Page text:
Q&A with Impactful Tennis
Recently USTA NorCal had the opportunity to interview Impactful Tennis founder Jake Hammerman, a high shcool tennis player who wanted to make an impact in his community. Having founded Impactful Tennis, Jake wanted to "emphasize how others can initiate projects similar to Impactful Tennis in their communities."
Q&A with Impactful Tennis Founder, Jake Hammerman
Q: For those who might not know, what is Impactful Tennis?
A: The three main goals of Impactful Tennis are to raise money for Meals on Wheels to help isolated seniors receive food support and companionship, provide a healthy activity for younger kids, and empower teens to make a difference in their local community. The project does that by allowing high school tennis players to give lessons to younger kids in exchange for charitable donations to Meals on Wheels Diablo Region, positively impacting both ends of the age spectrum. Meals on Wheels Diablo Region aids homebound and vulnerable seniors in Contra Costa County by providing seven nutritious meals/week, companionship, and services for seniors to address issues with housing, elder abuse, long-term care, and/or depression. I have had the opportunity to meet some of the seniors that benefit from the services of Meals on Wheels Diablo Region and it was amazing to see how much the organization meant to them.
Q: What made you want to start Impactful Tennis?
A: The pandemic came at a transformative time in my life as a teenager beginning to understand the world. As I watched the news, I was scared and saddened by everything that I was seeing. I knew I wanted to help out, especially the elderly who were most at-risk. A couple years ago, my grandfather died of Parkinson's disease and one of my grandmothers currently struggles with Alzheimer's. I am very close with my grandparents and understand the great deal of support that seniors need, which the pandemic only aggravated.
I began researching and reaching out to organizations working with seniors in my community. While all of them informed me I was too young at age 15 to volunteer, what they needed most was donations. I came up with the idea to use my tennis skills to help them raise money, and Impactful Tennis was born. Many younger kids in the area, like myself, had their summer plans canceled, so I knew Impactful Tennis would be beneficial to both ends of the age spectrum. Because tennis is easy to play socially distanced, giving tennis lessons that could get kids outside and exercising during a lockdown and have something to look forward to was feasible and became very popular. The project was initiated during the pandemic, but has continued each summer as elderly care remains a pressing concern and many kids really enjoy the tennis lessons.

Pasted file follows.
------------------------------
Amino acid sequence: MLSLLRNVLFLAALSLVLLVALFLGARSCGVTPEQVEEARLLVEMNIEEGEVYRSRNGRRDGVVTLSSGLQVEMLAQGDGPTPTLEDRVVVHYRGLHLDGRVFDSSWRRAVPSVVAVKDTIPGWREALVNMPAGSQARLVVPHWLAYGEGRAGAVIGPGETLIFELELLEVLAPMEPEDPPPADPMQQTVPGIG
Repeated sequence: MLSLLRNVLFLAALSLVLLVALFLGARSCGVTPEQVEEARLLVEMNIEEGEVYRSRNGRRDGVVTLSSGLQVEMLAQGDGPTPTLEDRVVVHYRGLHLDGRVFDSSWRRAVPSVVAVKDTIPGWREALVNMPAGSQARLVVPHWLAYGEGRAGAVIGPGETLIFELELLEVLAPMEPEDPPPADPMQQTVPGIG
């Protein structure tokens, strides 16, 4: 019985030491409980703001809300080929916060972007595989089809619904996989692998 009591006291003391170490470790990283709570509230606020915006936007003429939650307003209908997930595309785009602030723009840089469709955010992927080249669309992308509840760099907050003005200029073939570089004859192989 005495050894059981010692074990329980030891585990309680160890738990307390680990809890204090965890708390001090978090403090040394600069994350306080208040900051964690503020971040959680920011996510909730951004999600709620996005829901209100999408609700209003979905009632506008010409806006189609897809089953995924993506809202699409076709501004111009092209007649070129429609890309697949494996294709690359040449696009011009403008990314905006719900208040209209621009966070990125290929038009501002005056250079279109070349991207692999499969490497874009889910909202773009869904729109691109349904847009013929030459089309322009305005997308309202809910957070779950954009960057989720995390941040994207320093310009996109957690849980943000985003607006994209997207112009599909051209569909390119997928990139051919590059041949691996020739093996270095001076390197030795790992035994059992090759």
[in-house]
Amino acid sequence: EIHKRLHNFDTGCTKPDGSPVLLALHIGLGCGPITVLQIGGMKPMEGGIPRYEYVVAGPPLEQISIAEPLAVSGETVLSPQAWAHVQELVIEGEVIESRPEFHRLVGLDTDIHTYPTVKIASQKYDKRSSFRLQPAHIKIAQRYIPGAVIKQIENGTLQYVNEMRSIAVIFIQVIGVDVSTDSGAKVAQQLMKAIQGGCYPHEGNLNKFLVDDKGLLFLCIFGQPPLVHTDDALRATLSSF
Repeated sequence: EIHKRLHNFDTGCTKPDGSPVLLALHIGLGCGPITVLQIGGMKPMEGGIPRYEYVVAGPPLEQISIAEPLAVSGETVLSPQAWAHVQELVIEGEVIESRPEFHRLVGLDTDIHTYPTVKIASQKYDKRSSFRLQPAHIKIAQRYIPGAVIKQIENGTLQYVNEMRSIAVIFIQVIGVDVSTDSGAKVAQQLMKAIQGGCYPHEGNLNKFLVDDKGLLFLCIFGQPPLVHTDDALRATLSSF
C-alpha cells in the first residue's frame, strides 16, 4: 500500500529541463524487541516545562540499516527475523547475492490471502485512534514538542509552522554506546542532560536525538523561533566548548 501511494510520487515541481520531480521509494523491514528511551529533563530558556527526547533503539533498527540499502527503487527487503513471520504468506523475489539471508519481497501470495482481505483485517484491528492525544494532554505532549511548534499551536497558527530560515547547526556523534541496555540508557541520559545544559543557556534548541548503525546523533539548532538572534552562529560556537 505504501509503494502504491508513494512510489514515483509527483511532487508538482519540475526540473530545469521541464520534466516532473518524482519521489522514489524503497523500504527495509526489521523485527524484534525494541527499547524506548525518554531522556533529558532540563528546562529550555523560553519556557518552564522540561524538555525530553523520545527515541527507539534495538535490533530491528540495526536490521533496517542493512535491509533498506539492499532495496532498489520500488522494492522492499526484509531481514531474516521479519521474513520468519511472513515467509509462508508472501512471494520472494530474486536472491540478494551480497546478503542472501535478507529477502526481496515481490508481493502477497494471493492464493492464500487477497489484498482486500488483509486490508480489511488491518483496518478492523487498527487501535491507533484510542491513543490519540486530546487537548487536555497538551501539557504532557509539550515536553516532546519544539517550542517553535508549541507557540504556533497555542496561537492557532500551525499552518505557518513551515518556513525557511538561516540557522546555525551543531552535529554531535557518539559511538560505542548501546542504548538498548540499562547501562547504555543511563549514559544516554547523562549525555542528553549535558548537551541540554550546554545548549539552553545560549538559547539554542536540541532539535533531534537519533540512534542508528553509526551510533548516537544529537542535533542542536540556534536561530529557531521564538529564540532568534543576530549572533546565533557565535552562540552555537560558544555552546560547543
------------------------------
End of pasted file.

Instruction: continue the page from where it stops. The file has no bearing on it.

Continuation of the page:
Q: What were some of the biggest challenges you had recently faced if any?
A: I had no prior coaching experience before Impactful Tennis and was quite nervous and a little unsure about giving lessons initially. During the first part of our first summer, I would spend a lot of time trying to come up with ideas for lessons and would work to create lesson plans. But now, after so many lessons, giving a lesson feels natural.
Q: Your team is mostly all in high school, or freshmen in college. Can you explain what that experience is like while having founded Impactful Tennis?
A: The team is entirely high schoolers. On the website, I know it lists people as freshmen in college but those people gave lessons through the organization this last summer, before they went off to college. It has been great to work with my peers on a team. Each instructor creates their own schedule and lets me know the times/dates they would like to give lessons that summer so that I can create one composite schedule.
Q: What would you say were some of your biggest successes recently?
A: This last summer, our third, Impactful Tennis reached $34,725 in donations raised for Meals on Wheels Diablo Region. We also surpassed 800 lessons given as an organization, having given 808 total. We also doubled the size of our organization this last summer. In the first summer there were five instructors, In the second summer there were nine, and this summer we had nineteen instructors giving lessons. Impactful Tennis has captured lots of attention from news outlets. We have been featured on Good Morning America, KRON 4 San Francisco, East Bay Times, SF Gate, and in various magazines.
Q: What does it mean to be a part of Impactful Tennis?
A: I never expected the project would become as successful as it is. I am very proud to have started something that has made and continues to make a tangible impact in my community. I’m very thankful to all the other high school athletes who volunteer as instructors and all the parents who thought our organization was worthy of signing their kids up for.
Q: What does Impactful Tennis mean to you personally?
A: Impactful Tennis has given me so much confidence in terms of leadership and communication skills. It’s definitely what I am most proud of from my time in high school and I know my experience leading the project will stick with me in my future pursuits.